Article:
I didn’t get to wear a silly Harry Potter gown, or attend graduation, because I put my degree to good use and calculated that the value (gotten out of essentially paying £80 for a handshake, a boring speech I wouldn’t remember, and a hastily taken photograph) was simply not worth it. Instead, I’ve been travelling with my father and yesterday I showed him Canterbury, the city where I’ve been living in for the last three years.

I showed him the fields where I walked with a lovely girl with whom I was with for a while; I showed him the discount supermarket I used to greedily shop at once a week; I showed him the pigsty that we used to call our student flat; I showed him the campus and all its labyrinthine quirks; I showed him where I took my first salsa classes;  and I showed him a coffee shop where I must’ve had well over a dozen dates – I showed him home.

If there’s anywhere that I’ve lived in that I could’ve called “home”, with all the pageantry and positive feelings that are bundled with the word, it was there. Frankly, I did not have a happy upbringing, and it took to well into my adulthood to find the peace and happiness that people seem to ooze from every pore. Nowadays, I know that is mostly an act – a lie they eagerly fan on their social media accounts to promote the cult of themselves. Yet, I was joyless for most of my existence, doubly so when I suspected everyone else was happy except myself. If home is where the heart is, I was homeless for most of my life.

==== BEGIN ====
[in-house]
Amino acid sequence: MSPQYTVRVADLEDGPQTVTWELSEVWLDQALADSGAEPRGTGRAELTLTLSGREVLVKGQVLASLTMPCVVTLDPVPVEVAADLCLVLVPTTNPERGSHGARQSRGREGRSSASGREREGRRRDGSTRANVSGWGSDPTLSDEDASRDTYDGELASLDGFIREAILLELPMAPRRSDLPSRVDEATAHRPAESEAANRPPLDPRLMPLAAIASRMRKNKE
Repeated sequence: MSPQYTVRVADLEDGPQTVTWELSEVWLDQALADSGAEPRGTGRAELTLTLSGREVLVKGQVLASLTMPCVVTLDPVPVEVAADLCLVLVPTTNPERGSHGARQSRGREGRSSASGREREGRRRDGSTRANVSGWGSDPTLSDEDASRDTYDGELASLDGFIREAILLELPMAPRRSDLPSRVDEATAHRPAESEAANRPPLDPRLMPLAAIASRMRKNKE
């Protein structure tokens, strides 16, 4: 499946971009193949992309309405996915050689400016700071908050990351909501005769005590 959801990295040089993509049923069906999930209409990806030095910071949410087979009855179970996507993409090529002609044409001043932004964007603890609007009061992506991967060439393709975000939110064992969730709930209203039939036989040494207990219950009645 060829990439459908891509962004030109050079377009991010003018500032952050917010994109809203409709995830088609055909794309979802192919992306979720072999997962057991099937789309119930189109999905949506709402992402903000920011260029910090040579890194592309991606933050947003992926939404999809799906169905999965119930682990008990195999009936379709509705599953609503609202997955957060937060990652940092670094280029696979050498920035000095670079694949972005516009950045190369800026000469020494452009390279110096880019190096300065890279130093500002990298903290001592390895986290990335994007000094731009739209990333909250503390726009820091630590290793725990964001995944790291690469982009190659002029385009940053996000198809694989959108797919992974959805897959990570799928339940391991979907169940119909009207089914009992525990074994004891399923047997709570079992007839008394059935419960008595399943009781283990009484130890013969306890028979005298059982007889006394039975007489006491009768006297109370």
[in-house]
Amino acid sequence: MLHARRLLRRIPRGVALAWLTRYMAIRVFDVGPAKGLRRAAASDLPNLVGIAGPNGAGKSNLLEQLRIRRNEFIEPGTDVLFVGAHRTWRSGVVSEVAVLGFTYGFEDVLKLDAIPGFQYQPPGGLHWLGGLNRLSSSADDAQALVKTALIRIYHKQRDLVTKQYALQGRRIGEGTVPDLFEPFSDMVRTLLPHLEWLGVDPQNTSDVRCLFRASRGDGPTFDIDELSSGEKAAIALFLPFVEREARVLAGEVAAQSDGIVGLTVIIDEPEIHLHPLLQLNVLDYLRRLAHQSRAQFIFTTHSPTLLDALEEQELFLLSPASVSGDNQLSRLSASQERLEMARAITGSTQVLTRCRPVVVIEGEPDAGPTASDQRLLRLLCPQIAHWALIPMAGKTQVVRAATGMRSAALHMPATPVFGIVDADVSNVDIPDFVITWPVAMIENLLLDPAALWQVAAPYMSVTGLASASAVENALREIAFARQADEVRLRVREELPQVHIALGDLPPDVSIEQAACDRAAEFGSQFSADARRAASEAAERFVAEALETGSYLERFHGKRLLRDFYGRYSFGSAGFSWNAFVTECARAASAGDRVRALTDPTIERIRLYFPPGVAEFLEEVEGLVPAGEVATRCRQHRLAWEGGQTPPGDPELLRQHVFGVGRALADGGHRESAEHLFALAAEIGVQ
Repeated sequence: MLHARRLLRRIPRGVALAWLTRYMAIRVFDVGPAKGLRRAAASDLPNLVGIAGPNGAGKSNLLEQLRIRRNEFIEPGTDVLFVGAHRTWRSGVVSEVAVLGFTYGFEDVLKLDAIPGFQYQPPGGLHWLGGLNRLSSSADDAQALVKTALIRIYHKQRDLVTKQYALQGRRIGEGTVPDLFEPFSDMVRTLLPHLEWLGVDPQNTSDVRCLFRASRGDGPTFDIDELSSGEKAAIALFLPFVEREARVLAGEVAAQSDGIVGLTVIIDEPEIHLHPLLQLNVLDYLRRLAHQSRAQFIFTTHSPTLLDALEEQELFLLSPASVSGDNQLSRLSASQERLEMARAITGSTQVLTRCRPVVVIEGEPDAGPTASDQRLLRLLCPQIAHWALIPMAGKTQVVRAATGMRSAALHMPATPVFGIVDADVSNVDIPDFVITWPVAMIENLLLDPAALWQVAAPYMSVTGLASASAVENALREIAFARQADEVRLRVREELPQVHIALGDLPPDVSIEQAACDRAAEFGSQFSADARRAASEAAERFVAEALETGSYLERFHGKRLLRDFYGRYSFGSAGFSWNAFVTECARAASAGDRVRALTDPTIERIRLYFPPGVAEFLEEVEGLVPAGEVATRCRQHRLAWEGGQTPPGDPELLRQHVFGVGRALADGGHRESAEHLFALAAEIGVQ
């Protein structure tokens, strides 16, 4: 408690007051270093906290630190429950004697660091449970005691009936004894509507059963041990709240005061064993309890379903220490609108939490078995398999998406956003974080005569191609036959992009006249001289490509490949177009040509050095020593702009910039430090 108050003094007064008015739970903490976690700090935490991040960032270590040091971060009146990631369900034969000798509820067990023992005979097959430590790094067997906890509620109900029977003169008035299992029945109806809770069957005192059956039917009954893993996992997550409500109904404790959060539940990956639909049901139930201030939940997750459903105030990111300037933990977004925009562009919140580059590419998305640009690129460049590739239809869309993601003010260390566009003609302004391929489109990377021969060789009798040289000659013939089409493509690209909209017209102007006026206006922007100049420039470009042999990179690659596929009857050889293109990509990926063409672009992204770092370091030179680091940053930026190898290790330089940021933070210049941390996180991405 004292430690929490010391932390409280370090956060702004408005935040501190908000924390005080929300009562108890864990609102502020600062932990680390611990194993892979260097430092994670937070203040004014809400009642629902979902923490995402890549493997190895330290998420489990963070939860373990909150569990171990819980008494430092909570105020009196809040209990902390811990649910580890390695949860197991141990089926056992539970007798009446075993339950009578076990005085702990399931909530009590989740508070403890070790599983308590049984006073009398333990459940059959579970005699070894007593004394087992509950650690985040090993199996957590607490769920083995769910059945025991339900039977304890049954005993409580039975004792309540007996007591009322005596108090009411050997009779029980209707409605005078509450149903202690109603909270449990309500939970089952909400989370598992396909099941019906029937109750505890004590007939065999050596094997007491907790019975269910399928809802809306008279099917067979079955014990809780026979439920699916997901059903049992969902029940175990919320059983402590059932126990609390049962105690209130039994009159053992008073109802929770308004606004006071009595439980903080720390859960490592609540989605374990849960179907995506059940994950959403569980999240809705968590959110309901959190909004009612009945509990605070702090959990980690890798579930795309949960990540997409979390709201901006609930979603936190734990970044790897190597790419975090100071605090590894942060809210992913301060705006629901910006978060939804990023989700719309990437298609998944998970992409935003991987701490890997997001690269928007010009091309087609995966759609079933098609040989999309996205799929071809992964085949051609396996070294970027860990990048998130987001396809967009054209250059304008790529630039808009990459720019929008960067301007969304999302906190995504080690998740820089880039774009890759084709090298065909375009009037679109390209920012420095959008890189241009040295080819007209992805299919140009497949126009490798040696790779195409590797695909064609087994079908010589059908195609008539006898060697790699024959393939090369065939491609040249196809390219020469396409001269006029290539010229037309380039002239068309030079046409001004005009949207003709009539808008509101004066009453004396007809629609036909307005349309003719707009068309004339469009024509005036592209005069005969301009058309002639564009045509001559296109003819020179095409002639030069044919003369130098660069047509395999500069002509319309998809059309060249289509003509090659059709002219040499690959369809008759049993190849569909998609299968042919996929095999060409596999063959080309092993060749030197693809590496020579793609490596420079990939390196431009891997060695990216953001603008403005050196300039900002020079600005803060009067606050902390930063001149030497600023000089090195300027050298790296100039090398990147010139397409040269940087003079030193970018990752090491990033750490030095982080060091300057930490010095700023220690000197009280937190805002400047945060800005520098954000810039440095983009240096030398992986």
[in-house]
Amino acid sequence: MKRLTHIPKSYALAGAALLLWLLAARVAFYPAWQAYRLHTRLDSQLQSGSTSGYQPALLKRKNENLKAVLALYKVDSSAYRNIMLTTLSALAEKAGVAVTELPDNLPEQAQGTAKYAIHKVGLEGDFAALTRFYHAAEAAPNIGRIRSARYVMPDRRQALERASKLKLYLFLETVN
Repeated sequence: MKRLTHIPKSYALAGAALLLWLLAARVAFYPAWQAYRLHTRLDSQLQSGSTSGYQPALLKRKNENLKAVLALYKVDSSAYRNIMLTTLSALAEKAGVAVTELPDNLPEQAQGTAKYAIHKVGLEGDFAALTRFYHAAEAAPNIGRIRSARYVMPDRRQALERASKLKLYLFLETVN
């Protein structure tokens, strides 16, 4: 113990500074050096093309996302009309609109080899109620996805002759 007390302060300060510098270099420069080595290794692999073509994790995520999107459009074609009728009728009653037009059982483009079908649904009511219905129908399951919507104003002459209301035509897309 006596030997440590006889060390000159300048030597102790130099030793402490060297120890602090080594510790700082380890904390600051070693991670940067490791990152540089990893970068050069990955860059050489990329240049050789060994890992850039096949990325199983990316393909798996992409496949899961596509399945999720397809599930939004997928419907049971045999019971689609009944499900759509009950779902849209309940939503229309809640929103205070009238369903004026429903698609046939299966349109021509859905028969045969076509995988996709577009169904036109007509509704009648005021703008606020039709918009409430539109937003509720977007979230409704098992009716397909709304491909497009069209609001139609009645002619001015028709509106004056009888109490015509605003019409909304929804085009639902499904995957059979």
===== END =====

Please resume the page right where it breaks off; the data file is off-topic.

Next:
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Hostel Fondle – or why all miseries shall soon pass

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I’m writing this article on my phone from my hostel bed late at night, because this is how I deal with stuff – I write. I’m currently in Split, Croatia. Wishing that the infernal creaking of the bed springs next to me would stop.